If I had $600 I’d blow it all on prints! Here’s a list of my six favorite images from the Magnum square print sale where signed archival prints by Magnum photographers are only $100. There were so many great shots it was tough to get it down to 6! Hit the jump to see my picks.
My Favorite Prints From The Magnum Square Print Sale
Magnum photographers were asked to pick one image that represents a turning point in their lives as image makers. The latest Magnum square print sale features signed images from 50 magnum photographers along with stories describing how each image changed everything.
It wasn’t easy but here are my six favorite prints from the sale. Check them out:
The sad, vibrant, tragic, beguiling country of Haiti has been key to my photography. After reading Graham Greene’s The Comedians — a novel set in Haiti that both fascinated and scared me — I made my first trip in 1975. But, photographing in black and white, I soon realized that something was missing: I wasn’t capturing a sense of the searing light and the heat — physical and, perhaps, metaphysical — of this country, so different than the grey-brown reticence of New England, where I grew up. I wasn’t dealing with the emotional intensity of my experience of this vivid and troubled land. So, when I returned to Haiti four years later, I decided to work in color. As I wandered through the porticos of downtown Port au Prince in 1979, I remember spotting this man with a bouquet of bulrushes — strikingly outlined against a vibrant red wall — just as a second man, in shadow, rushed by. I took the photograph and slowly began to realize it was time to leave black and white behind. — Alex Webb
In 1982 I bought the newly released Makina Plaubel 55mm fixed-lens camera. With this shift from 35mm to 6 x 7, I also changed from black and white to colour. Later that year, I started my project on New Brighton called The Last Resort. However, the first project I shot in colour was composed of urban scenes from Liverpool. This image was on the second roll of film. It’s the first good photo I made in this new chapter of my work. — Martin Parr
I can only really reflect on my photography by thinking about it project by project rather than as individual images. But this particular photograph is representative of my time in Kosovo, a body of work that has, in a certain sense, changed my life. I was already a good fifteen years into my career when I first went to Kosovo in 1999, and it was the three years I spent on that project that made me feel I had really grown as a photographer. I’ve always been interested in a photography that can touch multiple chords — images that are descriptive while simultaneously transcending that to be more evocative and metaphorical. For me, this image tries to achieve that. The body of work I created in Kosovo was also part of my portfolio when I applied to join Magnum in 2001. — Paolo Pellegrin
Michael Christopher Brown
This phone photograph was taken outside a bookstore in Beijing in 2010. I was living in China, taking road trips in my Jinbei van. Both that experience and the novelty of the phone was exciting, though I did not know that the phone would enable me to change — from someone who was used by photography to someone who was using photography. Without bags of equipment and the baggage and history of the photographic process, I was able to forget about photography and just focus on the experience. I then discovered what I needed to say. — Michael Christopher Brown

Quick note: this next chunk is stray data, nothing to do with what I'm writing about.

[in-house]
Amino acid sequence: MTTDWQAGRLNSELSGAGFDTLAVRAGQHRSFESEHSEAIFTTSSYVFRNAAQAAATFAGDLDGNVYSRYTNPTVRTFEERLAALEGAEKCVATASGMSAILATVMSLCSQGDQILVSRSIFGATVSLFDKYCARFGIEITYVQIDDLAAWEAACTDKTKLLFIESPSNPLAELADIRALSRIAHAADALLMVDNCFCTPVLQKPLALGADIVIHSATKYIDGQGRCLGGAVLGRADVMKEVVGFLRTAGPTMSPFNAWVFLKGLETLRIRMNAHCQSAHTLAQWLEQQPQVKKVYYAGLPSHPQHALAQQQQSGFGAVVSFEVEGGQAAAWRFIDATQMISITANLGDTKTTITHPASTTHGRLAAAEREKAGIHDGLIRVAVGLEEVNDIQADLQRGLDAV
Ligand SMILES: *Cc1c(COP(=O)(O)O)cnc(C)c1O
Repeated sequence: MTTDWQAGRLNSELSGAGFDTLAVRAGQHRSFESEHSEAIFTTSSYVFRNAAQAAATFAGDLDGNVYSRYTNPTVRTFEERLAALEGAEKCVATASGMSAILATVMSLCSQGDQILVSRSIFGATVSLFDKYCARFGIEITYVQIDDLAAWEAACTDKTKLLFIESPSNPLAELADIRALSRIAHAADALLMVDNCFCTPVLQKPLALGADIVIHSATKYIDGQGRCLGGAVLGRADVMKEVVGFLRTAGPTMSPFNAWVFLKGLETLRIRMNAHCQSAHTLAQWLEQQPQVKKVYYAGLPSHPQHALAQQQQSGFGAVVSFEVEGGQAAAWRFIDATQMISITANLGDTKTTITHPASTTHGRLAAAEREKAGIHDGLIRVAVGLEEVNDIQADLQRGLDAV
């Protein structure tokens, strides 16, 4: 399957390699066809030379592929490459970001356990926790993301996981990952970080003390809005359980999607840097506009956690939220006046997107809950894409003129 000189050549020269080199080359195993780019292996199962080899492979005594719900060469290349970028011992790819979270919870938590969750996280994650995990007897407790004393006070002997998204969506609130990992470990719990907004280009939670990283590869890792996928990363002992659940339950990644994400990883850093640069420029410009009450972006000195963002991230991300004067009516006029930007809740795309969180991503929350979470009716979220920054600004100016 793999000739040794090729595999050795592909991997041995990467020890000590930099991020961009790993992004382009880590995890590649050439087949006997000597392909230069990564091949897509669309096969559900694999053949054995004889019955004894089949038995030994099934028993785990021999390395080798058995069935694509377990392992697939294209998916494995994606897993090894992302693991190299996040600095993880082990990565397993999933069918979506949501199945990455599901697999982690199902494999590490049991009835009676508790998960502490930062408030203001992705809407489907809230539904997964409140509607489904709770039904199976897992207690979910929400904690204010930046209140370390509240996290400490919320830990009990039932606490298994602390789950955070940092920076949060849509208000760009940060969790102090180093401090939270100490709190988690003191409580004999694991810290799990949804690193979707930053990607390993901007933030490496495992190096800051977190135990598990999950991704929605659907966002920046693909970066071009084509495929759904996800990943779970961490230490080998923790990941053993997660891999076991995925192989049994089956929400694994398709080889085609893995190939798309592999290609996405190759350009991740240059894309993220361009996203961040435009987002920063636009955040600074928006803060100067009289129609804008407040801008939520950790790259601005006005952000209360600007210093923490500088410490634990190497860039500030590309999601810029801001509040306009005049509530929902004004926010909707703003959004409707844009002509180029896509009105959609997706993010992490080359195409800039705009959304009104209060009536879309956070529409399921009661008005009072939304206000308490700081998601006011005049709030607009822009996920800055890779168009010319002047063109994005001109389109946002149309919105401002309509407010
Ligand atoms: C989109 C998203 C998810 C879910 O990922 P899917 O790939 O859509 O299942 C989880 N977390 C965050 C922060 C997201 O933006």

People often ask me, ‘What is your most important tool?’ And I reply, ‘comfortable shoes.’ Indeed, most of my pictures were made while walking through a city or a landscape. I found this particular scene while strolling through the streets of Reno, Nevada one night in 1963. I was on assignment for the German magazine Kristall. The writer, Rolf Winter, and I flew to New York, rented a car, drove across the country and back again. We had no briefing from our editors except, ‘Give us your opinion on America. Come back once you feel you have seen enough.’ This project led me to eventually publish a book titled Heartland, a rather critical view of the United States in the nineteen sixties. The clown at the lunch counter never saw me. — Thomas Hoepker
My wife Ann and I had been digging during the day, transplanting lilies from the front of this abandoned farmhouse back down the road to where we live. We finished. She was tired and laid in the grass. I took a picture. The house is now gone. The walnut trees have been bulldozed and burned. I saw this picture the other day for the first time in years and realized how photographing life within a hundred yards of my front porch had helped me focus on everything I cared about. — Larry Towell
The Magnum square print sale is an excellent chance to own a signed image from your favorite Magnum photographer for only $100! Images are printed from digital negatives on 6×6″ Fuji Crystal Archive Matte Paper. These aren’t simple inkjet prints but rather actual chromogenic prints printed on archival paper that is designed to last!
Check out all the images that #ChangedEverything at the Magnum store:
The sale closes on June 12th, 2015 at 5:00 pm EST.
UPDATE: The Magnum square print sale is now closed. Stay tuned to StreetShootr and I’ll let you know when the next one is happening!
It’s interesting that my favorite prints aren’t necessarily street or documentary photography. But rather deeply personal images that seem to transcend any genre and stand on their own. It wasn’t easy to come up with a list of favorites but these 6 really spoke to me. I haven’t placed an order yet but I’m pretty sure I’ll order at least one.
What’s your take on my choices from the latest Magnum square print sale? And what’s your favorite shot in the sale? Post your ideas in the comments below and keep the conversation going!